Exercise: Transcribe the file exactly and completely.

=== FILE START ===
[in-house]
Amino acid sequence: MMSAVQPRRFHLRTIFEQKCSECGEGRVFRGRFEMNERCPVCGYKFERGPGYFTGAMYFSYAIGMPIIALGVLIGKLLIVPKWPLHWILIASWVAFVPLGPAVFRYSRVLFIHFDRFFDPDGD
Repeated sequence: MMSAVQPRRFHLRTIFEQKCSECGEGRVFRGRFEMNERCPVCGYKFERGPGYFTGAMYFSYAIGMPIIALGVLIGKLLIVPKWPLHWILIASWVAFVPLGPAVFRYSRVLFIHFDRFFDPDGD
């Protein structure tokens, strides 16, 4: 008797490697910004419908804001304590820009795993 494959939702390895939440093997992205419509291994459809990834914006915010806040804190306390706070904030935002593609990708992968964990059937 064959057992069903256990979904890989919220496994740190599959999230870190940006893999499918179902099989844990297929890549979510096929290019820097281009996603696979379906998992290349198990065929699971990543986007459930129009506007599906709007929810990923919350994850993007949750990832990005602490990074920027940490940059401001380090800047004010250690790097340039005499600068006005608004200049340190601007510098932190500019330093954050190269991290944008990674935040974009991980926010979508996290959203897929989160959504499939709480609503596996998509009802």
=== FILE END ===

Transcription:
[in-house]
Amino acid sequence: MMSAVQPRRFHLRTIFEQKCSECGEGRVFRGRFEMNERCPVCGYKFERGPGYFTGAMYFSYAIGMPIIALGVLIGKLLIVPKWPLHWILIASWVAFVPLGPAVFRYSRVLFIHFDRFFDPDGD
Repeated sequence: MMSAVQPRRFHLRTIFEQKCSECGEGRVFRGRFEMNERCPVCGYKFERGPGYFTGAMYFSYAIGMPIIALGVLIGKLLIVPKWPLHWILIASWVAFVPLGPAVFRYSRVLFIHFDRFFDPDGD
């Protein structure tokens, strides 16, 4: 008797490697910004419908804001304590820009795993 494959939702390895939440093997992205419509291994459809990834914006915010806040804190306390706070904030935002593609990708992968964990059937 064959057992069903256990979904890989919220496994740190599959999230870190940006893999499918179902099989844990297929890549979510096929290019820097281009996603696979379906998992290349198990065929699971990543986007459930129009506007599906709007929810990923919350994850993007949750990832990005602490990074920027940490940059401001380090800047004010250690790097340039005499600068006005608004200049340190601007510098932190500019330093954050190269991290944008990674935040974009991980926010979508996290959203897929989160959504499939709480609503596996998509009802």